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September 1, 2014

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BOXING:

HBO playing up drama

Network again turns to ‘24/7’ series ahead of Marquez-Mayweather

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Steve Marcus

Floyd Mayweather Jr., shown working out for the media at Mayweather Boxing Club in Las Vegas last September, hasn’t secured an opponent for his March 13 fight at the MGM Grand Garden Arena.

One for the "Money"

Floyd Mayweather Jr. talks with the media as he prepares to come back to boxing for the first time in two years. Mayweather Jr. fights Juan Manuel Marquez Saturday, September 19th at the MGM Grand.

Mayweather Training

Boxer Floyd Mayweather Jr., left, works on his timing with his uncle Roger Mayweather during a workout in his gym Thursday, June 11, 2009.  Launch slideshow »

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If You Go

  • What: Floyd Mayweather Jr. (39-0, 25 KOs) vs. Juan Manuel Marquez (50-4-1, 37 KOs), 12 scheduled rounds
  • When: Sept. 19
  • Where: MGM Grand Garden Arena
  • Tickets: $150-$1,000, mgmgrand.com
  • TV: HBO pay-per-view, $49.95

The sixth installment of HBO’s “24/7” franchise, this one designed to generate interest in the Floyd Mayweather Jr.-Juan Manuel Marquez fight scheduled for Sept. 19 at the MGM Grand, has developed quite a following among boxing insiders.

Mayweather himself, and even his irascible trainer and uncle, Roger Mayweather, demonstrated they were familiar with — and moved by — the series during a recent question-and-answer session at Mayweather’s Las Vegas gym.

In a scene from Marquez’s training camp in Mexico City shown in “24/7,” Marquez was shown engaging in some unconventional tactics such as throwing small boulders.

“If it works, more power to him,” Mayweather Jr. said.

His uncle was less charitable.

“It ain’t a rock-throwing contest, it’s a boxing match,” Roger Mayweather said. “Rocks don’t move. Rocks don’t dodge. He can throw all the rocks he wants. I don’t give a (expletive) about no rocks.”

Such impassioned responses to the program are not limited to participants in the sport, according to Mark Taffet, senior vice president of HBO Pay-Per-View.

Taffet called “24/7” an integral part of a $20 million marketing push behind the Mayweather-Marquez bout, a comprehensive multimedia effort that he said heralds a “new age of megafight promotion.”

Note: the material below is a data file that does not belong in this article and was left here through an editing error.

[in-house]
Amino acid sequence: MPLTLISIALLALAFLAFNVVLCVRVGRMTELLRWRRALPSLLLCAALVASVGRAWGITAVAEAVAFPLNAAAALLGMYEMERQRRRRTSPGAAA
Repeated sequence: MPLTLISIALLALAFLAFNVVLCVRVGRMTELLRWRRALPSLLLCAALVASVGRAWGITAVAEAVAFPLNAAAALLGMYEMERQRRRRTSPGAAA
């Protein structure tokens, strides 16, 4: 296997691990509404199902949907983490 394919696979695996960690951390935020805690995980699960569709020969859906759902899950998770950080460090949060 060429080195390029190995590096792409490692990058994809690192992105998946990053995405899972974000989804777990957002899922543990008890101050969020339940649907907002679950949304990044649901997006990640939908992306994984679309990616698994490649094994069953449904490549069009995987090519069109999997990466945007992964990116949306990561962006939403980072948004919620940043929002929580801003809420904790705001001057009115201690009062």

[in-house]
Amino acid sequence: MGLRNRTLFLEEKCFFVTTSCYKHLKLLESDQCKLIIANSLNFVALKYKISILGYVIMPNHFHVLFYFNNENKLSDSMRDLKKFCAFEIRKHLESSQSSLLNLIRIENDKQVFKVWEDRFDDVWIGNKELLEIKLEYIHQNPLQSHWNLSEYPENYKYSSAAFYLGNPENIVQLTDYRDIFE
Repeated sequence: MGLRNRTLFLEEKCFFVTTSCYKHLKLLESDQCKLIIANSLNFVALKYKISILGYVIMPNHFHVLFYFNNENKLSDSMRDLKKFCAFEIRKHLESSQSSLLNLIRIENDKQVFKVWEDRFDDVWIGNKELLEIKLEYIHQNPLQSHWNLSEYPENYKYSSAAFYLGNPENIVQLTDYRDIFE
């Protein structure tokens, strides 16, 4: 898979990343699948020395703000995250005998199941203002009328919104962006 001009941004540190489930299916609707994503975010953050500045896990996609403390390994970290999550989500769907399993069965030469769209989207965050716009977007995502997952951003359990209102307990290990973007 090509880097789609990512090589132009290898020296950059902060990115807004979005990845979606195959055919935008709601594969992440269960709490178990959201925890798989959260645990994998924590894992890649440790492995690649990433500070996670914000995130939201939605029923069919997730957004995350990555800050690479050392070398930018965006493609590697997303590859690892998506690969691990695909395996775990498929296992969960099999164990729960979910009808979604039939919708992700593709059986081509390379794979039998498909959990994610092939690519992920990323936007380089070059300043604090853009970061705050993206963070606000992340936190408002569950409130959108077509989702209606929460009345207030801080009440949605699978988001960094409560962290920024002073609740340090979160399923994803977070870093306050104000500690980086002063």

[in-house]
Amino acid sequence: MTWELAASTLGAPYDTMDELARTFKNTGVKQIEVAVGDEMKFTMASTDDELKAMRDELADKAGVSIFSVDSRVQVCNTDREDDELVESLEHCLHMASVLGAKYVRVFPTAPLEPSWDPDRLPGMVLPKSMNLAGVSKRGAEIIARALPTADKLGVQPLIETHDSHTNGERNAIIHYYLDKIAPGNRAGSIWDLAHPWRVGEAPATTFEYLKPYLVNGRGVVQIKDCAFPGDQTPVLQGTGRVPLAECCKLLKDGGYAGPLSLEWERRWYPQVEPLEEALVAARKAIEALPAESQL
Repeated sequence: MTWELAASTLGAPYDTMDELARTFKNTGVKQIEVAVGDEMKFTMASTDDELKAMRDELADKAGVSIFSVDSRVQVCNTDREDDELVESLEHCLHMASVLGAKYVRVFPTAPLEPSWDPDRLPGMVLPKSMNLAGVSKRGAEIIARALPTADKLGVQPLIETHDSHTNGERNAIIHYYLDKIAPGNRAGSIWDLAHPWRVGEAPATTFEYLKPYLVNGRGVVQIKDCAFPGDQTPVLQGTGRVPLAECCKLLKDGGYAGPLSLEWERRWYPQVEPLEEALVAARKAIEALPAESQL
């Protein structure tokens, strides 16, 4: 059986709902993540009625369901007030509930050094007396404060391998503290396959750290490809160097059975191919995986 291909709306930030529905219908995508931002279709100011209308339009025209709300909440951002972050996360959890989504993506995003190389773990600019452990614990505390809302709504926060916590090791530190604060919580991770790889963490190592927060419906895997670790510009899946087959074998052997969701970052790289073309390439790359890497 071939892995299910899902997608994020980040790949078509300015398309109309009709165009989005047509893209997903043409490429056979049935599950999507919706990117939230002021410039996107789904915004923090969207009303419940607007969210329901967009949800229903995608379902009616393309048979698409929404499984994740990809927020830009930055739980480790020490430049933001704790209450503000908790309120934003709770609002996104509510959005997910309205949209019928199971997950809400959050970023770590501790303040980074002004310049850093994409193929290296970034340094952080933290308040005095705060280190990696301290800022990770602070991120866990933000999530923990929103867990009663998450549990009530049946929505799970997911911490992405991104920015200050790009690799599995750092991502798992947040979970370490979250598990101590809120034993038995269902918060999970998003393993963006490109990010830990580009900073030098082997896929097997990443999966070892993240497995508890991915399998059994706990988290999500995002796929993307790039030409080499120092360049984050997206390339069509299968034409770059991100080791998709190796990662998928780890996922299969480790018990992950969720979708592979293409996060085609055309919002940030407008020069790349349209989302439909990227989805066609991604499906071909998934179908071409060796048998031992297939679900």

“Wherever consumers read, watch, listen, eat, shop, drive, surf, download, tweet or text they will be surrounded by over 700 million impressions about the Mayweather-Marquez fight,” Taffet said from New York on a teleconference to discuss the marketing aspects of the fight.

To that end, the first episode of the Mayweather-Marquez version of “24/7,” which Taffet called “the single most impactful program of the past 10 years to reach the next generation of boxing fans in the way they want to be reached,” has been made available on a variety of Web sites and digital outlets.

The goal is to draw younger people and novice boxing fans into the sport, Taffet said.

“That’s very important because it’s taking the most powerful program and making it available to younger fans and the new fans to get an attachment to these athletes, which we know will extend to their interest in the sport of boxing,” Taffet said.

The marketing blitz also includes plans to distribute live video from the weigh-in on Sept. 18; an online, “overtime” version of “24/7” scheduled to be shown live from the press room at the MGM Grand on fight night; and music playlists created by the Mayweather and Marquez camps available on iTunes.

“We’ve got to reach younger fans and we’ve got to reach them in the way they’re consuming media today,” Taffet said. “We call it the hunger to go younger. It’s our mantra.”

The familiar rap against Mayweather is that he has difficulty selling a fight himself and that he needs a popular foil — think Oscar De La Hoya or Ricky Hatton — to produce strong pay-per-view sales.

Richard Schaefer, CEO of Golden Boy Promotions, disputed that assertion. Mayweather’s pay-per-view fights have generated 4.5 million “buys,” Schaefer said, an average of 900,000 buys per fight for a total of about $250 million in pay-per-view revenue alone.

He expects more of the same in Mayweather’s fight against Marquez, the top fighter from boxing-mad Mexico, especially considering the unprecedented marketing effort surrounding the fight.

Not only will a closed-circuit feed of the fight be shown at more than 170 movie theaters nationwide, but commercials for the pay-per-view telecast are also airing on more than 1,500 movie-theater screens, Schaefer said. A special edition of The Ring ($10) doubling as the fight program can be found on newsstands nationwide, and Tecate beer is offering $55 worth of rebate coupons for customers who purchase the fight on pay-per-view ($49.95).

“We’re increasing the awareness of this fight and really taking the fight to the consumers,” Schaefer said.

Meanwhile, the third of four episodes of the Mayweather-Marquez version of “24/7” is scheduled to debut Saturday on HBO, with the finale set for Sept. 18.

“Juan Manuel Marquez was phenomenal when you saw his various training techniques, some of which are more interesting or controversial than others,” Taffet said, referring to yet another scene in which Marquez is shown drinking his urine from a tasteful lowball glass. “You know Marquez is serious about his preparations for this fight.”

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